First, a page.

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The large lakes of the world represent one of the most undervalued resources on the surface of the globe. Despite their dimensions, akin to inland seas, they have failed to enthrall man in the manner of the seas of the continental margins. Much of human development has resulted from the very existence of these sweet water inland seas which have been rewarded by being turned into major receptacles for the waste by-products of this development. Over the past two decades the visible and often noxious deterioration in the world's large lakes has resulted in a developing interest and concern by both scientist and layman in these unique water bodies.
In 1982, the First International Phycological Congress was held in St. John's, Newfoundland, Canada, and provided the editor with an ideal opportunity to organize an international symposium that focussed on the phycology of the large lakes of the world. Scientists from Canada, U.S.A., and U.S.S.R. contributed papers dealing with the large lakes of Africa, North America, Europe, and Asia.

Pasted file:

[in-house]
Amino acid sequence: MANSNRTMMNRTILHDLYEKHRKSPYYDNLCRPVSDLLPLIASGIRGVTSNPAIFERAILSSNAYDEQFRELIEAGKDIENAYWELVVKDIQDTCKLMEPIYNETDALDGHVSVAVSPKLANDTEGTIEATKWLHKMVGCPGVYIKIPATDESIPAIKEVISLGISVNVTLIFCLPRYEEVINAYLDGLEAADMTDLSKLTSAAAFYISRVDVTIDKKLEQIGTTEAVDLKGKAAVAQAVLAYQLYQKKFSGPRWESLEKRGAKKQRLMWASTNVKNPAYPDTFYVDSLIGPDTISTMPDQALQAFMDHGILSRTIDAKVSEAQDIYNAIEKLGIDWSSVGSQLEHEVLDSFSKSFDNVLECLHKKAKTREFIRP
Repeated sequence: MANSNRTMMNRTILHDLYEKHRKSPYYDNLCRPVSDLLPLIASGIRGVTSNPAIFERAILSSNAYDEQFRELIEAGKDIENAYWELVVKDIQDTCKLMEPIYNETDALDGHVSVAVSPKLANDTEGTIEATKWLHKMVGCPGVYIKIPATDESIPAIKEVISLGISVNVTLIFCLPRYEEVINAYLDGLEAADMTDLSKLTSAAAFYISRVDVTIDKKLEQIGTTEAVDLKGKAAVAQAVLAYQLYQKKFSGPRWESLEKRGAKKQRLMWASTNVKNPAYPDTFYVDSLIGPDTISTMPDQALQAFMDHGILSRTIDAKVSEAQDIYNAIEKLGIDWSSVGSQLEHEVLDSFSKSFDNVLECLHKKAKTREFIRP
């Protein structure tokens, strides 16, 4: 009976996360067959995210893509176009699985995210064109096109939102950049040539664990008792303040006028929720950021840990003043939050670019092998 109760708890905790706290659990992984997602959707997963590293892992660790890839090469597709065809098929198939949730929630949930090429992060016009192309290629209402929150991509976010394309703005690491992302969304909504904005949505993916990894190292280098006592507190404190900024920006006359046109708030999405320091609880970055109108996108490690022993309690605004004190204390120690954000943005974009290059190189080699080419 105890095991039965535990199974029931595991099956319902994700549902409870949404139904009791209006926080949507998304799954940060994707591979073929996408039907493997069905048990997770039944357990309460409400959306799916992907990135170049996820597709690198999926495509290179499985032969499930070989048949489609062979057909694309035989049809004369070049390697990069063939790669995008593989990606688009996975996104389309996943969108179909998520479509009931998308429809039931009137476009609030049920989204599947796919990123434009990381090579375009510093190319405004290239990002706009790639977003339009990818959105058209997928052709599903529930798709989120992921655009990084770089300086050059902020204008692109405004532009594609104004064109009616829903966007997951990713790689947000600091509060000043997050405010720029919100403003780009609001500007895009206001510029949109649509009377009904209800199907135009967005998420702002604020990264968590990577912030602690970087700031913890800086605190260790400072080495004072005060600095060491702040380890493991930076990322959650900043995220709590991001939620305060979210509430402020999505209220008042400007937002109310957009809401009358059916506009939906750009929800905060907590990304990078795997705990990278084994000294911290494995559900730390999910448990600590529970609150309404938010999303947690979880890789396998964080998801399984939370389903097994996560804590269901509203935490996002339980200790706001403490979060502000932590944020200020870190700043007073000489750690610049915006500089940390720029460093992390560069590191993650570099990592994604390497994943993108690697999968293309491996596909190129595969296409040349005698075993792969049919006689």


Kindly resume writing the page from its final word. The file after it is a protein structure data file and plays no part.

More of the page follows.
This compendium on the phycology of the Great Lakes of the world is a major stepping stone in the development of a consistent approach and understanding. It stands at the base of the food web, it recognizes the importance of community structure and the fragility of these plants to anthropogenic stress. It represents the encreasing sophistication of the science of fresh water bodies which is slowly enabling us to effectively manage our lakes as ecological systems; to understand and control both food web interactions as well as the impacts of material loadings from our ever changing society.